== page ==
Healthcare News & Insights

Wireless sensor system helps prevent pressure ulcers

126517453If there are well-known and effective methods for identifying and preventing hospital-acquired pressure ulcers (HAPUs), why are they still one of the most prevalent hospital-acquired conditions?

According to Patient Safety & Quality Healthcare (PSQH), it’s because nurses are frequently interrupted while providing patient care to respond to emergencies, requests for information, family members questions, ect.

Staggering costs

The industry needs to find a solution to this, because it can cost as much as $70,000 to treat a single full-thickness pressure ulcer, according to “Pressure ulcer prevention and management,” which appeared in the Journal of the American Medical Association (JAMA) in 2003. And it’s estimated that each year 2.5 million patients are treated for this condition in acute-care facilities. That adds up to about $11 billion annually — an exorbitant cost for a preventable condition.

Here’s the problem: The Centers for Medicare & Medicaid Services (CMS) in 2008 included pressure ulcers on its list of preventable hospital acquired conditions (HACs) it’ll no longer reimburse facilities for. That’s a staggering bill for most hospitals to take on.

While the current best practices (identifying at-risk patients, and turning and repositioning them every two hours) are effective, it’s difficult for nurses to sustain with all the demands on their time.

Technological advancements in diagnostic capabilities and information technology have helped improve the occurrence of HAPUs, but they don’t solve the interruptive nature of a nurse’s job.

Help is here

Tim Gee, principal and founder of Medical Connectivity Consulting, recently wrote about a new advancement in wireless sensors that is helping the patient care world.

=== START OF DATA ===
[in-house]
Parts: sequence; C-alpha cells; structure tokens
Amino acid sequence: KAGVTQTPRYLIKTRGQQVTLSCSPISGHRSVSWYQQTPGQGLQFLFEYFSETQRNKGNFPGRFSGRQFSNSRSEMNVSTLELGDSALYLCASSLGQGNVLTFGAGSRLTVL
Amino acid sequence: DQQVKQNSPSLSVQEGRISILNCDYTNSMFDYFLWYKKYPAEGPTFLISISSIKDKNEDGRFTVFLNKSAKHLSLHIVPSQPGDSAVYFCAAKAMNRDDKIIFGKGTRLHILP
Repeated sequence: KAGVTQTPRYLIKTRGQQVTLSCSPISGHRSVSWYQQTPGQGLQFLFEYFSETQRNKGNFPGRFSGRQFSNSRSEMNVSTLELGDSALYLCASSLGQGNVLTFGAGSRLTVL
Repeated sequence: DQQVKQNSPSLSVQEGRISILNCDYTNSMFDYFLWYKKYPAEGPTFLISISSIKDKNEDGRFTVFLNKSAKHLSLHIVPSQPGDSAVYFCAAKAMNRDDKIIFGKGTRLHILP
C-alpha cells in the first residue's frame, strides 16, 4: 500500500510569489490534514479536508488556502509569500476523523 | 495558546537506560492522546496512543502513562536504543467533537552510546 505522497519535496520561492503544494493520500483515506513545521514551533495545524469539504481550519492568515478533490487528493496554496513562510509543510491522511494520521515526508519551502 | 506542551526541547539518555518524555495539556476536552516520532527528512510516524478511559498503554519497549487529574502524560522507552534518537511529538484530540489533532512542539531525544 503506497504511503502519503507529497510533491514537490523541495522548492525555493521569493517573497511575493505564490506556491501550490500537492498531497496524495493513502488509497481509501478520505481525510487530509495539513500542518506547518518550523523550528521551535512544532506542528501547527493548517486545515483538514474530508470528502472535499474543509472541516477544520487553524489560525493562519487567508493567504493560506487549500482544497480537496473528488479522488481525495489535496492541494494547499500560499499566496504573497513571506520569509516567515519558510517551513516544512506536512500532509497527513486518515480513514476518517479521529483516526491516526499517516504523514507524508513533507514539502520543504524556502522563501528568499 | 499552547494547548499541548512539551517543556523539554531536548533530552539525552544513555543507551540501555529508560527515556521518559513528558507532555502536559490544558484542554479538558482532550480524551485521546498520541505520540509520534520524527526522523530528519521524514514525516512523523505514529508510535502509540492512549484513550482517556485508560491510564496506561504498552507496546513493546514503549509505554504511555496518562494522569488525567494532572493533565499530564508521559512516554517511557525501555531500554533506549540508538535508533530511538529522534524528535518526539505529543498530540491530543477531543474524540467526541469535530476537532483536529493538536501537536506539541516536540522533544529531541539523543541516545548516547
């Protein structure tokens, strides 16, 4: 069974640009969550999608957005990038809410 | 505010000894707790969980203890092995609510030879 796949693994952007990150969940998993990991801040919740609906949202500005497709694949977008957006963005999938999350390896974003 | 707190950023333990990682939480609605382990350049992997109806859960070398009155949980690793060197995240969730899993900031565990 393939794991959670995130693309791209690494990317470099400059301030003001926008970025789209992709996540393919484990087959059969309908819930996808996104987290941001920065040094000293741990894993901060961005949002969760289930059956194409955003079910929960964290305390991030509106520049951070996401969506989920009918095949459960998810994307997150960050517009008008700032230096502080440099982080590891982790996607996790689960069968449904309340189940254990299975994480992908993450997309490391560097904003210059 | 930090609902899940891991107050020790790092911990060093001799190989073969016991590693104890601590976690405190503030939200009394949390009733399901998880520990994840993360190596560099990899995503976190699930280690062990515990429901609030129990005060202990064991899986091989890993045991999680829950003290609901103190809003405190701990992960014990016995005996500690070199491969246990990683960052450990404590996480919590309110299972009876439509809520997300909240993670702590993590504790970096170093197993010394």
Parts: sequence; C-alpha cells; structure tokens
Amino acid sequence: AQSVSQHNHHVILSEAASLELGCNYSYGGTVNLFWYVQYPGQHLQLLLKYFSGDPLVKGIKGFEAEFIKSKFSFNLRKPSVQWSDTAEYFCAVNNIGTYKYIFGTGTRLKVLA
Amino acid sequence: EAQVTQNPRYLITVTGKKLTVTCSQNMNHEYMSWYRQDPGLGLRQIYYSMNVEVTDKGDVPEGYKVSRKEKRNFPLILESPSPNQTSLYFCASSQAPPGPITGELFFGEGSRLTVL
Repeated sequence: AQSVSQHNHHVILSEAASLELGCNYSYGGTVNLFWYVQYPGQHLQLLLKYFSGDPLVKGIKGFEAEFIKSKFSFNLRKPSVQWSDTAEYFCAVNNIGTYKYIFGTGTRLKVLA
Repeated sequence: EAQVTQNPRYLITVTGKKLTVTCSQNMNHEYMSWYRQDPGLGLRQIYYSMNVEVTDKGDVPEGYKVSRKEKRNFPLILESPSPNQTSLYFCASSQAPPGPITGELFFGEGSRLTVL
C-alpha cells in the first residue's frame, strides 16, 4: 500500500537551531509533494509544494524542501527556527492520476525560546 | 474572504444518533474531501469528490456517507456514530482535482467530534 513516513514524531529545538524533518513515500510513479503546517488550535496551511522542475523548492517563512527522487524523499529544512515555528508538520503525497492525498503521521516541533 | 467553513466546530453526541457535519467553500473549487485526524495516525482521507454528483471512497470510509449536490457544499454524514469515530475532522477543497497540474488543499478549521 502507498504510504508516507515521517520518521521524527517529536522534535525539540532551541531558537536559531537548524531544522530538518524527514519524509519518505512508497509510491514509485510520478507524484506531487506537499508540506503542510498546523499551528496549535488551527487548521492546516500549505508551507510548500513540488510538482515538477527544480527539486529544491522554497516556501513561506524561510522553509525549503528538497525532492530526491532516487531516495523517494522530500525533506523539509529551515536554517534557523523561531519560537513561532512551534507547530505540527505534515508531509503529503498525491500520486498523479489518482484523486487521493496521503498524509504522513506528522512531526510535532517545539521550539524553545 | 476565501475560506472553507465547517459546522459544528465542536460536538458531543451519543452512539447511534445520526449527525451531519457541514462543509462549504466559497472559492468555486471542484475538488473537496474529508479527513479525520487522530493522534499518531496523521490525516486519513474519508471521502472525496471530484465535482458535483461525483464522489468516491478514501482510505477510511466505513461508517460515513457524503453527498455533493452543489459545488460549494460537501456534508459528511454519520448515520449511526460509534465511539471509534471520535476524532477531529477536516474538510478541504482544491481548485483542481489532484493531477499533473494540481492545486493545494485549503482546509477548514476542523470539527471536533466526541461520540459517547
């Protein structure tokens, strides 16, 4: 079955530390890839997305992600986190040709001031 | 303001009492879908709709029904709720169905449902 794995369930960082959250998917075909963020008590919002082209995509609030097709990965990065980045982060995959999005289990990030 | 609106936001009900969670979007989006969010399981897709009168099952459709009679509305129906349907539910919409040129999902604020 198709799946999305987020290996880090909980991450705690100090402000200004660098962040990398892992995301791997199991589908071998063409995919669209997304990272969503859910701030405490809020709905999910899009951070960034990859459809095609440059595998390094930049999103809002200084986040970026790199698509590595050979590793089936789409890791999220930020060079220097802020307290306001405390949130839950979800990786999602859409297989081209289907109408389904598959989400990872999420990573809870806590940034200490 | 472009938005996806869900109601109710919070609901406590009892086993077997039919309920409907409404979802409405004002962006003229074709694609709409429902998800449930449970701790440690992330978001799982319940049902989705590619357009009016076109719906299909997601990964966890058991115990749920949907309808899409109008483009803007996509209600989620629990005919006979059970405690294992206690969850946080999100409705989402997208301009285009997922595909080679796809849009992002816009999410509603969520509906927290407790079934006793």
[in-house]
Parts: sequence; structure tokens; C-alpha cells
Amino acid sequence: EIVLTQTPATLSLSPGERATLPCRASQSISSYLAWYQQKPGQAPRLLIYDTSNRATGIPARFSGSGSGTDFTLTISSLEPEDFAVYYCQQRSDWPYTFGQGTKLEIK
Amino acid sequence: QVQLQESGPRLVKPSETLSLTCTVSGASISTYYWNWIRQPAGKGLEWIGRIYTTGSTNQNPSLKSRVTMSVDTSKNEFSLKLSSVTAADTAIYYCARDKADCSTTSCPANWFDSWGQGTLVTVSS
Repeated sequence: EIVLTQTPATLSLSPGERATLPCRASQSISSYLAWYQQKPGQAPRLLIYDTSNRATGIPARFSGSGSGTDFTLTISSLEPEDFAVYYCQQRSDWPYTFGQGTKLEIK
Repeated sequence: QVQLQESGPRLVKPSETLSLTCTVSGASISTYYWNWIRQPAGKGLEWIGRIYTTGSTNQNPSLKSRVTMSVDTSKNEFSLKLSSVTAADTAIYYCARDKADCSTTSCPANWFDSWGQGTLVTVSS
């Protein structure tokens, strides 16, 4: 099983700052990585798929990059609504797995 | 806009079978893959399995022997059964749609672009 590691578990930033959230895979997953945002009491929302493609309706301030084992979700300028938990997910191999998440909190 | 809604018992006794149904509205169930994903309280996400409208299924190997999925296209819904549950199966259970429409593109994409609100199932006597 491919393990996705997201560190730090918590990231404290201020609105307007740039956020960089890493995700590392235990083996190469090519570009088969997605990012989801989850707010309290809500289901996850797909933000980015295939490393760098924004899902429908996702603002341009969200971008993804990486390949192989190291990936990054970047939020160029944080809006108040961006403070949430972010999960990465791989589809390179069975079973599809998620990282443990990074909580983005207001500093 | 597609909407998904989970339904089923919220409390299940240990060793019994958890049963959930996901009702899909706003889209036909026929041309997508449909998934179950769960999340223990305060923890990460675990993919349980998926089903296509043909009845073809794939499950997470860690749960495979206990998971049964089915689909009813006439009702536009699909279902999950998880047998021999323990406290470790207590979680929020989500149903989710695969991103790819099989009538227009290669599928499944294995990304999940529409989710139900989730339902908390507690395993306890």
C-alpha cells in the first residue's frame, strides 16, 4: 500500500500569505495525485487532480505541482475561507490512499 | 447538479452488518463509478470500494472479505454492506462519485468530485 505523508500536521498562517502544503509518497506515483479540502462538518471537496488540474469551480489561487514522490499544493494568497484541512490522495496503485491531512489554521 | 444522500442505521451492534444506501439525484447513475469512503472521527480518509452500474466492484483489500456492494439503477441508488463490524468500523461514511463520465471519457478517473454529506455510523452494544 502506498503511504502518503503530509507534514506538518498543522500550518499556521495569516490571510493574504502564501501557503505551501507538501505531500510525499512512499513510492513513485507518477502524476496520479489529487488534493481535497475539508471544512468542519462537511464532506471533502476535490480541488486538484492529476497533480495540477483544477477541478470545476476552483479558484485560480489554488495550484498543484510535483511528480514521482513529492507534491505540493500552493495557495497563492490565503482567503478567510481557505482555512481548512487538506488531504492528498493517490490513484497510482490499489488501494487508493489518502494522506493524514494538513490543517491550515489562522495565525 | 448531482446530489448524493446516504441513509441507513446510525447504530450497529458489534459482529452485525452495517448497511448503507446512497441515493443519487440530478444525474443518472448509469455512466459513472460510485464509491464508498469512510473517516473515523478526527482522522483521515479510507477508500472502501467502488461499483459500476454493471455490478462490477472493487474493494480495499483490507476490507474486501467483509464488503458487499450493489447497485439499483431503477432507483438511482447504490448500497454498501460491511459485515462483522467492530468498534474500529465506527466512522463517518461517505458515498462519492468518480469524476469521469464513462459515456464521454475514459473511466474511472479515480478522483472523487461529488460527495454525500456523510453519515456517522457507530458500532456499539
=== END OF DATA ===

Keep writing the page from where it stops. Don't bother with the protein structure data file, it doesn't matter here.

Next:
The wireless sensor system, created by Leaf Healthcare, is made up of a patient worn wireless sensor, a wireless mesh network and server based application software.

According to Gee’s article, “Patients at risk for pressure ulcers have a sensor based accelerometer with a two-week battery life applied to the chest. The system monitors patient movement and position changes over time, and correlates those position changes with prescribed turn protocols necessary to prevent pressure ulcers.”

The system informs caregivers through a dashboard display when patients need to be turned. The company is also working on an application programming interface (API), which would notify nurses via messaging middleware to mobile devices such as smartphones and wireless VoIP handsets.

Currently, the system is being tested at El Camino Hospital, in Mountain View, CA.

Monitors and updates patients

When shifting positions, many patients turn themselves. The nice thing about the system is that it tracks these “self-turns” and updates the dashboards so nurses know they don’t have to turn those patients at that time. Also, the dashboard alerts nurses as to how much time is left before a patient needs to be turned again, and, if that time has already passed, it keeps track of the time that’s elapsed after the required turn was to occur.

This allows nurses to quickly identify patients who need to be turned immediately, which lessens their work load and makes them more efficient and effective caregivers.

Helping nurses juggle between “as activities allow” tasks and emergent events is vital. And while turning patients to prevent pressure ulcers is time sensitive, there’s some leeway. They can be done early, on time and even on a slightly delayed basis without affecting outcomes. And the dashboard display helps with prioritizing tasks, without the worry alarms going off or nursing forgetting all together.

As for hospital supervisors, it provides management information letting them know if staffing levels need to be adjusted, it can identify training needs and other important factors that can contribute to a more seamless work environment and better patient care.

 

 

 

 

 

 

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